21 Sep You and Your Money Metaphors
Do They Keep You “Stuck” or Free You to Be a “Shining Star”?
In this week’s article, let’s take a “deep dive” and examine your relationship with money. It may sound burdensome at first. However, the rewards are worth it.
Let’s begin by looking at metaphors in our language. Metaphors are a big part of our language and thought. A metaphor is when we take a word or phrase that usually describes something we can observe and apply it to another thing, often to help illustrate a point or make a comparison. An example would be saying that a person’s heart is like a “wellspring of kindness,” using the metaphor of wellspring to describe how much kindness that person has to give.
Many metaphors are drawn from things that occur in nature or can be observed in the physical world. It’s like how we use the metaphor of the “seed of an idea” to describe how a new idea is planted and then grows over time. Another example is when we say someone is a “shining star” to describe someone who excels at what they do by comparing them to the brightness of a star.
You may wonder what this has to do with your relationship with money. Before we go into that, we’ll explore what happens when we focus on a metaphor. It doesn’t matter what the metaphor is about. When you or I focus on a particular metaphor, our brain becomes duty-bound to prove that metaphor is correct. Take the famous quote from Henry Ford:
“If you think you can do a thing or think you can’t do a thing, you’re right.”
When our brain succeeds in finding evidence to prove that the metaphor we’re looking at is correct, the evidence affects our behavior. That behavior will produce results that prove the metaphor is correct. It’s like a self-fulfilling prophecy, a cognitive merry-go-round that continues to give us evidence that affects our behavior.
But wait! All is not lost! There’s a way out! First, you must examine the money metaphors that repeatedly keep you doing the same thing with money, even when your actions are not working.
Here’s the much-used quote about insanity attributed to Albert Einstein, Al-Anon, Max Nordau, Bernard Shaw, George A. Kelly, Rita Mae Brown, John Larroquette, Jessie Potter, and Werner Erhard. All we know is that it is an accurate and precise map of what can get in the way of a successful relationship with money.
“Insanity is doing the same thing, over and over again, expecting different results.”
Once you see the metaphors that don’t work to bring you into a successful relationship with money, you can then look at ones that will lead you to be successful.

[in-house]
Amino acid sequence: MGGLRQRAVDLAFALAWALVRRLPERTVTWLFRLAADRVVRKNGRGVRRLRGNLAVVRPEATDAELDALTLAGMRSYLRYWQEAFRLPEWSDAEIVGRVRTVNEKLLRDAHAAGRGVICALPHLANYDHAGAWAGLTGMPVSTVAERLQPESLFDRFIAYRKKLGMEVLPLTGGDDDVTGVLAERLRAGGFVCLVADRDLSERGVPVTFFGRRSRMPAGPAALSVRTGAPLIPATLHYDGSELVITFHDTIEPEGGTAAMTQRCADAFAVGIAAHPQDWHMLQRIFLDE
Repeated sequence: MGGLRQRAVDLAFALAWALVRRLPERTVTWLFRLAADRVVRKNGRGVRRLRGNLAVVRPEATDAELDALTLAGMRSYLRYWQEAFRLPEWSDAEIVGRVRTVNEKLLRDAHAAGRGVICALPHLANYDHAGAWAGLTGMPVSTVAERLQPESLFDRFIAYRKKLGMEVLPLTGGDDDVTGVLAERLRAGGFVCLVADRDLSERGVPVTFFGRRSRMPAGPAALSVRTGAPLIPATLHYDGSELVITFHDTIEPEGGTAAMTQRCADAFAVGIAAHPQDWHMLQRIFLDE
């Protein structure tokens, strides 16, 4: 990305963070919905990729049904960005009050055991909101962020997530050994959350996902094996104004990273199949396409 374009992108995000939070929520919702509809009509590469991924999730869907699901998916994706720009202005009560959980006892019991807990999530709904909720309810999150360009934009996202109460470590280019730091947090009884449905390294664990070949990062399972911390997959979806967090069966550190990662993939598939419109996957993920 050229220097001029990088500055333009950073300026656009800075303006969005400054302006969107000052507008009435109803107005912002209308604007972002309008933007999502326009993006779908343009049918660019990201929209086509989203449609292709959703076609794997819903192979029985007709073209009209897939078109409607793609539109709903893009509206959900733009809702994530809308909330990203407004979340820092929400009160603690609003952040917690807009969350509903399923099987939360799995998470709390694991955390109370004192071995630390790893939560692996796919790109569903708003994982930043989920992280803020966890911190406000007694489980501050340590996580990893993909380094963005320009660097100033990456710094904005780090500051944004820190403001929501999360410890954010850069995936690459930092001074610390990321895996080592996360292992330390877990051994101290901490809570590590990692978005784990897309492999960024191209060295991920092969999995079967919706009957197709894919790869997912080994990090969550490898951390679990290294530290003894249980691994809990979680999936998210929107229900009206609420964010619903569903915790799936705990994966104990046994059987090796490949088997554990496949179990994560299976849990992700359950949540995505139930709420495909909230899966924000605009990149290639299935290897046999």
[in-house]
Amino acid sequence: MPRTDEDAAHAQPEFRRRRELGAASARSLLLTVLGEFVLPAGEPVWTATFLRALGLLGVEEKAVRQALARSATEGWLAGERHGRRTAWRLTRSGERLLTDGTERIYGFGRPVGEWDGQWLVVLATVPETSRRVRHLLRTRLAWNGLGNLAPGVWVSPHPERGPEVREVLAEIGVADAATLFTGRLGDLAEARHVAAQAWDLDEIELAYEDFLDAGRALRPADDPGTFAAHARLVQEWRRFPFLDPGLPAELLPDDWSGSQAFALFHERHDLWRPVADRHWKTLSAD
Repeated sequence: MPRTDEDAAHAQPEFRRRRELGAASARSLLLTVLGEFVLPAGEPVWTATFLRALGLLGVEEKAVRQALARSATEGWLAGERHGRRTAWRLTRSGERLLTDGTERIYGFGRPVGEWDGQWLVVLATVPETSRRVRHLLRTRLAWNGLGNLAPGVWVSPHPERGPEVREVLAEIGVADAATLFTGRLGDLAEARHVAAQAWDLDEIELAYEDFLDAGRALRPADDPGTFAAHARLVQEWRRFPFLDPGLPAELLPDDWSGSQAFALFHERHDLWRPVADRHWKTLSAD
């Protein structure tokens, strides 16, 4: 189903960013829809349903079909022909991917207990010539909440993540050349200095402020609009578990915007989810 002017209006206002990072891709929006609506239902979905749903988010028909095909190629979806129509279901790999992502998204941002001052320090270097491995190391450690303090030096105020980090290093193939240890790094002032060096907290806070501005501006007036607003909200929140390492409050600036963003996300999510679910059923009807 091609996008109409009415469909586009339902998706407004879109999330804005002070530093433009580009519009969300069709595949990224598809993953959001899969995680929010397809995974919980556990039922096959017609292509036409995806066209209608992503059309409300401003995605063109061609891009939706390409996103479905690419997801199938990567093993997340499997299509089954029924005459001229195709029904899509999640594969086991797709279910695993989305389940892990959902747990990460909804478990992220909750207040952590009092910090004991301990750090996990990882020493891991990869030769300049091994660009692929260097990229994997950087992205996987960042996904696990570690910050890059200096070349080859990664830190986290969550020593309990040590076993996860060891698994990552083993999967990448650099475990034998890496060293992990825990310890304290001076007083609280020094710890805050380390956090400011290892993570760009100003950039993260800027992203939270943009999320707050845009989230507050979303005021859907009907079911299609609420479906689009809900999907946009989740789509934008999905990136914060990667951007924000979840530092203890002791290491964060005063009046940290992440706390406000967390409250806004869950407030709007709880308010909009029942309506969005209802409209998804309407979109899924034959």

You might want to take a piece of paper and a pen for this short foray into the land of “unhelpful money metaphors.” I’m going to make a list of them. It is not an exhaustive list, but I’ve generated enough to get you started. Look at it and ask yourself if you’ve “danced” with one or more of these metaphors. Then, go on to list any more that come to mind. You are “unearthing” some of the “roots” of your difficulty with money.
Metaphors that get in the way of your success with money
When it comes to money, I feel like:
- A fish out of water
- A deer caught in the headlights
- I have a lot of money blocks
- A square peg in a round hole
- I’m stuck when it comes to moving ahead
- I’m going in circles
- I’m going against the wind
- I’m spinning my wheels
- I’m running in place
- Money burns a hole in my pocket
Whew! Looking at metaphors regarding money that gets in the way of success is challenging. Please remember to write any of these down, along with one(s) that might have emerged as you saw this list.
Metaphors that promote your success with money
The following is my relationship with money:
- It puts me on the right track
- It keeps me moving ahead
- It’s a well-oiled machine
- It’s a calm sea
- It’s a strong and sturdy bridge
- It’s a well-tuned instrument
- It’s a steady and reliable stream
- It’s a guiding light
- It keeps me on a happy trail
By now, you might be getting the idea of metaphors regarding your relationship with money that keep you moving in the right direction. They are metaphors that can energize you because they help your brain gather evidence to shape your behavior and results.
You can see the difference in energy between these two lists. One presents some openings, while the other closes down your options.
Are you willing to experiment with useful money metaphors? Pick one from the above list or create one with the same characteristics. Print it on a card and put that card where you can view it every day for two weeks. Notice if this shifts a sense of possibility in your relationship with money. Are you taking action consistent with the metaphor you are focusing on?
You are taking charge of what your brain gathers evidence about regarding money. Let me know how this affects your ability to make sound and productive decisions about your financial future.
See you next time!